User Score

Mixed or average reviews- based on 20 Ratings

User score distribution:
  1. Positive: 11 out of 20
  2. Mixed: 0 out of 20
  3. Negative: 9 out of 20

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  1. Dec 1, 2011
    Funny Ha Ha is not just an example of charming and well-performed comedy-drama, but it's important in terms of film history, effectively beginning the mumblecore film movement. It's a micro-budget production with a home-made feel, and relies on its actors naturalistic improvisations. It's about young people drifting through life post-college, and the trials and tribulations of relationships, both romantic and friendship-based. The film's narrative is seen almost entirely from the central character's perspective - Marnie (the effortlessly brilliant Kate Dollenmayer) is uncertain of her future, so takes life as it comes, encountering a number of hurdles along the way. The story itself is simplistic, and perhaps a little too minimal to gain your undivided attention for 90 minutes, and many of the film's events are left unresolved and open to interpretation. This will be a divisive point - you'll likely find it either liberating or immensely irritating (I personally didn't mind the lack of resolution, but did found myself a little disappointed). The actors all do a great job of improvising realistic conversations (talking like real people actually do - a rarity on film) and there's the odd chuckle to be had. The film is admirable for doing something a bit different with the rom-com as a genre, but I'm not certain the rest of it is being quite as original as it clearly wants to be - the low-key aesthetics owe a lot to Dogme 95, and the improvisation and comedy derived from everyday situations sometimes makes the film feel like a Mike Leigh knockoff. Collapse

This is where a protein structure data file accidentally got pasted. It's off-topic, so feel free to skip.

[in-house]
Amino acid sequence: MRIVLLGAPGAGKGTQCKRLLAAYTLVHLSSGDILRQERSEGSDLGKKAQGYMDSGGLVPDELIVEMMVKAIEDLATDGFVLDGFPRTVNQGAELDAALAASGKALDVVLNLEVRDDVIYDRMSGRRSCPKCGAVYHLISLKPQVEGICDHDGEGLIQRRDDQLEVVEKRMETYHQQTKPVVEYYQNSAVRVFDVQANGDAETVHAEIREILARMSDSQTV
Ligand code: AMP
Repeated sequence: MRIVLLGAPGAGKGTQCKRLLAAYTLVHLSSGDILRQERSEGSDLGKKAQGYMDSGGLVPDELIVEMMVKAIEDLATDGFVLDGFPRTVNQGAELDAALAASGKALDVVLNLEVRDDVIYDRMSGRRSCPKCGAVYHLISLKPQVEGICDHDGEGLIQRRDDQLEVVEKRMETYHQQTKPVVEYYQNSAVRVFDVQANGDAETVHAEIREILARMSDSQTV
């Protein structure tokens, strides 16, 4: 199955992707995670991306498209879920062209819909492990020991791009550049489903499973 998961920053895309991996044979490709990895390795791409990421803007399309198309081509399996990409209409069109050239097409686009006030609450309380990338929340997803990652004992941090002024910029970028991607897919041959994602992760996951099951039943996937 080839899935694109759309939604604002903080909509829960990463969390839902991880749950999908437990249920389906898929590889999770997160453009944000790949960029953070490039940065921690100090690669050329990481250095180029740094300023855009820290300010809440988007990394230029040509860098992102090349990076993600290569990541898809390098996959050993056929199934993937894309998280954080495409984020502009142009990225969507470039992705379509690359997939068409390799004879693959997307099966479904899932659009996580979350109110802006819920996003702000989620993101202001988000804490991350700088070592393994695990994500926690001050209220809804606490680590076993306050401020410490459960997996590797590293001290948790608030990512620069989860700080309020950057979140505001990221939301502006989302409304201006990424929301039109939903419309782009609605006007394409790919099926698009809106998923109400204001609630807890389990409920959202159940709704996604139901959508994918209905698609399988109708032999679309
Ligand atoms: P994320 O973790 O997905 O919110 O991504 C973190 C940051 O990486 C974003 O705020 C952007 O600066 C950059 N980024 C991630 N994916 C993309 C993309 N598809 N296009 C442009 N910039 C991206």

Generally favorable reviews - based on 16 Critics

Critic score distribution:
  1. Positive: 15 out of 16
  2. Negative: 0 out of 16
  1. 70
    Like a lot of scenes in Funny Ha Ha, the commonplace somehow seems invigoratingly original.
  2. Reviewed by: Robert Koehler
    A beautifully observant and wholly unpretentious film with roots more in Cassavetes than Sundance-style showbiz.
  3. 70
    Bujalski has a knack for the genuine moment.